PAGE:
Let’s say your best friend has popped the question and is looking for a photographer to visually announce their love. They’ve done what we all inevitably do, and Google search “engagement photographer,” only to be treated to a vast sea of sticker-shock photoshoot pricing packages. Who knew falling in love could be so expensive?!
Luckily, you — the trusty Man or Maid or Person of Honor — can rise to the occasion and save the day.
My name is Matt Van Swol, and I’m a professional landscape photographer. I have traveled all over the globe shooting marketing photos for Fortune 500 companies. I do not shoot portraits professionally, but on occasion, I have shot engagements for my close friends and family. Most of my friends are broke college students or young professionals still trying to find their footing financially. Although they’re madly in love, they don’t have the money to pay for a pro, and so, they asked me to shoot it for free instead. This article is for you, whether you’re newly engaged yourself, planning an engagement, or are the sucker best friend who’s about to be roped into playing photographer for a day. No matter the situation, there’s no pressure! Never before has a modern population of people had such sophisticated visual technology literally at their fingertips and inside of their pockets or purses — you just need to know how to do it right. Here are five tips to get you started.
Location, location, location
The location of your shoot will obviously vary based on where you are in the world. I live close to the Blue Ridge Mountains of North Carolina, so we based our shoot at two locations: a daytime waterfall and a mountain-top sunset.
If you choose to shoot in the concrete jungle of big cities instead, don’t worry: the same tips will apply. Your choice of location and time of day will dictate what your iPhone can do and how much you will need to adjust for low light situations, bright sun glare, or any other complications you run into while shooting, which brings us to our next point...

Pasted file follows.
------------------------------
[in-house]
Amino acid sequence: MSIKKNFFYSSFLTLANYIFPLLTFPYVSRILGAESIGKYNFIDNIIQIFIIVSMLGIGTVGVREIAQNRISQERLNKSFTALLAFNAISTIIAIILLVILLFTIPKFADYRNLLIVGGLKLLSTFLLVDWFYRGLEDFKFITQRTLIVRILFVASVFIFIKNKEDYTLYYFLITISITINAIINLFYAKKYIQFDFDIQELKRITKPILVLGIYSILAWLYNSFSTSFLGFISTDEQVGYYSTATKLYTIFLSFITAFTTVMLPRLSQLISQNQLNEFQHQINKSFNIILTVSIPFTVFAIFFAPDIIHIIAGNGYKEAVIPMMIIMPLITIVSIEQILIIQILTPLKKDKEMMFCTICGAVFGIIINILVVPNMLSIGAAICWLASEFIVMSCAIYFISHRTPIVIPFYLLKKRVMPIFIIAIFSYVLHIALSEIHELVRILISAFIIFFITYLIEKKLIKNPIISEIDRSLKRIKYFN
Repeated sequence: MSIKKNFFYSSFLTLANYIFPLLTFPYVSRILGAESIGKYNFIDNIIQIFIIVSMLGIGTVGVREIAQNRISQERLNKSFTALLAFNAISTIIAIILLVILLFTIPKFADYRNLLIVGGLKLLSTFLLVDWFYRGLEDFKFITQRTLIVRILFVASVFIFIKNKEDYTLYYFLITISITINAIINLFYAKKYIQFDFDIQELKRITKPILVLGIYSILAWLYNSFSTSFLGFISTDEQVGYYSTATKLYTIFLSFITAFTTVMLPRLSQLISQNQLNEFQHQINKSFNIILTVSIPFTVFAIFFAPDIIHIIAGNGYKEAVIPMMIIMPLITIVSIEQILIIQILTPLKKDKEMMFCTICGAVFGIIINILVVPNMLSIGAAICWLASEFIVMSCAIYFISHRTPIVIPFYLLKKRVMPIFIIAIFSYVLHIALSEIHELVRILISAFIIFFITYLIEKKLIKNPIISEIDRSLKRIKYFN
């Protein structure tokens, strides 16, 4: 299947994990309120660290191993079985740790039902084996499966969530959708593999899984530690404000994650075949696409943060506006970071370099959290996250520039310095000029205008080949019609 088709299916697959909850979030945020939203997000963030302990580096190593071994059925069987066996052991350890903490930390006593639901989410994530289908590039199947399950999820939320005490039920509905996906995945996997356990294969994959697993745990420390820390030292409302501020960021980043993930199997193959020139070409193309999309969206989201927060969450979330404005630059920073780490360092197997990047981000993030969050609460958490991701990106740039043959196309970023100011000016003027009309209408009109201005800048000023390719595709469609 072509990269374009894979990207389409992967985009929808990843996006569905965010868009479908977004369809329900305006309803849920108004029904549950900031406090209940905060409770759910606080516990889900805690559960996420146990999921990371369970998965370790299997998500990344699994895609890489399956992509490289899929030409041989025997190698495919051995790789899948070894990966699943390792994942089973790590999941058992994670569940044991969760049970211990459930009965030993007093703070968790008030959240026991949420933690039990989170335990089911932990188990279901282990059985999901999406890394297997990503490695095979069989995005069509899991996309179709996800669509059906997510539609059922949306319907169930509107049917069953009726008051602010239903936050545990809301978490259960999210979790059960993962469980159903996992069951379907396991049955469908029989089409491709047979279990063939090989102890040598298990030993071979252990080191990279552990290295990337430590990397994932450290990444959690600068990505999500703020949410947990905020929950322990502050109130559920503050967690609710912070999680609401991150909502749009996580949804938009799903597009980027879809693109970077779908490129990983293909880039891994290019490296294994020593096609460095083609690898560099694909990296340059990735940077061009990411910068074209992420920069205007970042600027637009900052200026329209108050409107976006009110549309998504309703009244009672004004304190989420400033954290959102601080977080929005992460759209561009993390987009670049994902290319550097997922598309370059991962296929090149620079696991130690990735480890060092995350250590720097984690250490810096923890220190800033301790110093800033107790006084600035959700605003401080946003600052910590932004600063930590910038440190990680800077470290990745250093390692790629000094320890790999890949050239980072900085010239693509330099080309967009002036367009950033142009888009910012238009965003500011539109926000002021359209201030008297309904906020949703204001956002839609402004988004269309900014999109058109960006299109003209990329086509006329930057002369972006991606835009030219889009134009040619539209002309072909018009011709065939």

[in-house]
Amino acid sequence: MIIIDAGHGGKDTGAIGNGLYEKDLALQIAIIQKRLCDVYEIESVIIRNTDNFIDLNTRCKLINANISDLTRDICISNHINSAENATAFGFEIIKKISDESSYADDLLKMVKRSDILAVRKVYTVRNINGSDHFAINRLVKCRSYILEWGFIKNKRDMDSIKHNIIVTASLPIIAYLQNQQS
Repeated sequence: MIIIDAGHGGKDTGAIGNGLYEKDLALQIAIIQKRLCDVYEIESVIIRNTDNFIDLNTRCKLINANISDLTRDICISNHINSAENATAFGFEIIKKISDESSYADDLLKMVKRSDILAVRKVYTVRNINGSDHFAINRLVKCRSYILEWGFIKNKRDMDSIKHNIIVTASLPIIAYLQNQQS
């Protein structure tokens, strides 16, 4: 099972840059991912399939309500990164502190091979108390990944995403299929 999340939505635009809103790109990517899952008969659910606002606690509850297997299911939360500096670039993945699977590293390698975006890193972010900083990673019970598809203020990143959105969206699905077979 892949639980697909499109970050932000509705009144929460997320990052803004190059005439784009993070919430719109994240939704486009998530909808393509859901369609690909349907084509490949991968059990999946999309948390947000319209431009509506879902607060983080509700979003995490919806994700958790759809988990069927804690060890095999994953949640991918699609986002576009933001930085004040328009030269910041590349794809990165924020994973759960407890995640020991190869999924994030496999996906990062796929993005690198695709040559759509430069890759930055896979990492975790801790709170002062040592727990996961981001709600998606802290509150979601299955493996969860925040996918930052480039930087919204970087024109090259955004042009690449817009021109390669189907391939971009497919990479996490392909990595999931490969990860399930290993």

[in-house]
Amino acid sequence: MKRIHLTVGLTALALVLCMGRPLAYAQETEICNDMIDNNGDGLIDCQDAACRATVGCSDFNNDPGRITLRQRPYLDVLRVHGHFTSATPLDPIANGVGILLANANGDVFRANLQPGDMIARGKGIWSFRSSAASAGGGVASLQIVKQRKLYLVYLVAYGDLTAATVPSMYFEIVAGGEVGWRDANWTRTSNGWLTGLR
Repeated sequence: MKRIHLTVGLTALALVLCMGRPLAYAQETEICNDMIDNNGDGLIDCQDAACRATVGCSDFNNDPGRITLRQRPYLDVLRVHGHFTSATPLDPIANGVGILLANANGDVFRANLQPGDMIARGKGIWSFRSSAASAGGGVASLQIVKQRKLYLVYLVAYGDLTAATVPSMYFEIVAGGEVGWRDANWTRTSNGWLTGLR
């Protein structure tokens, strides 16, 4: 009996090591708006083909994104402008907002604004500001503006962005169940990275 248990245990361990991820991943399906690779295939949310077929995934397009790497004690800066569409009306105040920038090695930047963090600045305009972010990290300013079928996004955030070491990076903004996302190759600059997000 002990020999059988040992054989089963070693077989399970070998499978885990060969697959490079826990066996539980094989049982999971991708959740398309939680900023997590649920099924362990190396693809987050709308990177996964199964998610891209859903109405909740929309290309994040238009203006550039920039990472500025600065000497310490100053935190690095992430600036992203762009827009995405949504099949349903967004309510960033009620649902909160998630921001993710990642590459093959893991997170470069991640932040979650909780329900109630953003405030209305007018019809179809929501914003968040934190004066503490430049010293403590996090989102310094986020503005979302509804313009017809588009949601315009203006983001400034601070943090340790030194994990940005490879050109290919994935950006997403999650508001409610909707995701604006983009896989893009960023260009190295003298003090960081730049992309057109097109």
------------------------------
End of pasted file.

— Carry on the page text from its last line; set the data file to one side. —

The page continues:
Composition and Subject
You want to make your friends look stunning together, and great composition makes up for any lack of camera gear. You’ll want to keep the Rule of Thirds in mind when shooting, so start by turning on the grid lines in Setting > Photo and Camera > Grid. A simple explanation of the rule in this case is to position your two love birds somewhere between the “crosses” you’ll find in the corners the bottom. Note how Grant and Michael’s faces in this shot are centered around the top left “cross”. Of course, you don’t have to stick to this rule for every shot, but it adds some dynamic artistic flair for the non-artist.
Lighting and Exposure
Lighting is arguably the most important part of any photo, and your native iPhone camera app has some ways to help control your exposure. Open up your camera app, tap on the screen and hold, now slide up or down to change the exposure levels. I’ve found this tool to be stunningly helpful in saving color or clarity in the highlights or shadows. You can work in that coveted lens flair in your iPhone photos by experimenting with angles while simultaneously reducing exposure via the method above.
Camera Modes and Lenses
All the new iPhones have a Portrait Mode in the native camera app. Shooting with this can be hit or miss depending on the lighting, but I am still consistently blown away by the beautiful shots I’ve gotten through Portrait Mode. If you have an iPhone XR, you can still shoot portrait mode on people, but if you have any of the dual camera iPhones, Portrait Mode works for almost any object. If you are looking for more flair or depth to your photos, try grabbing some clip-on lenses from Olloclip. They make all different kinds, but I fell in love with their Super-Wide Pro lens;it nearly doubles the wide angle view of your shot and the clarity is just spectacular.
Every photo you’ve seen so far has been entirely shot and edited on an iPhone. Editing probably takes the most effort, but with some simple rules of thumb, it can be copy-and-pasted to nearly every photo you shot. I use two apps to edit on my iPhone: Lightroom Mobile and VSCO. (Students receive deep discounts for Creative Cloud through Adobe and VSCO is very affordable!)
Three quick things you can do to make your photos pop is through cropping, a radial gradient in LR, and a filter in VSCO. The largest photo crop for Instagram is 4:5, so hop into the photos app tap Edit > Crop > the icon that looks like a series of windows > 4:5 for photos you shot vertically before following the next steps.
To apply a radial gradient through Lightroom mobile, follow these steps: Selective > Circle Icon with Radial Dots > Black and White Circle Icon inside of Black and White Square > Exposure. Darkening the exposure around your subjects, even a mild amount adds beautiful depth.
Next, transfer your photo into VSCO and scroll through their filters to find one that fits the mood. I used primarily F1, F3, and K3 for this shoot.